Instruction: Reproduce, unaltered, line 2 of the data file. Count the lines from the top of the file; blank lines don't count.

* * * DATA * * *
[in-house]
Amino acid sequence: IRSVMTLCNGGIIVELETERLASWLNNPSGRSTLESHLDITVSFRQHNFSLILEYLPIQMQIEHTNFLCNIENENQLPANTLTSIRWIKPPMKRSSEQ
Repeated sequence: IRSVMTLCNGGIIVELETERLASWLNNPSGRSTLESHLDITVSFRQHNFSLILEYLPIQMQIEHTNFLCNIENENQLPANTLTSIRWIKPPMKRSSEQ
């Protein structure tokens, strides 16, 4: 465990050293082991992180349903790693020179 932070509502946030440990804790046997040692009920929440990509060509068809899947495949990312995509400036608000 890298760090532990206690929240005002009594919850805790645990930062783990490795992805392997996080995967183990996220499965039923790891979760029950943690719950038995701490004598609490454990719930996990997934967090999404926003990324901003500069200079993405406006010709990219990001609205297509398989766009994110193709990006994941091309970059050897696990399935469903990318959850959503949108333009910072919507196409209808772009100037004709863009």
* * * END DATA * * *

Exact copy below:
Amino acid sequence: IRSVMTLCNGGIIVELETERLASWLNNPSGRSTLESHLDITVSFRQHNFSLILEYLPIQMQIEHTNFLCNIENENQLPANTLTSIRWIKPPMKRSSEQ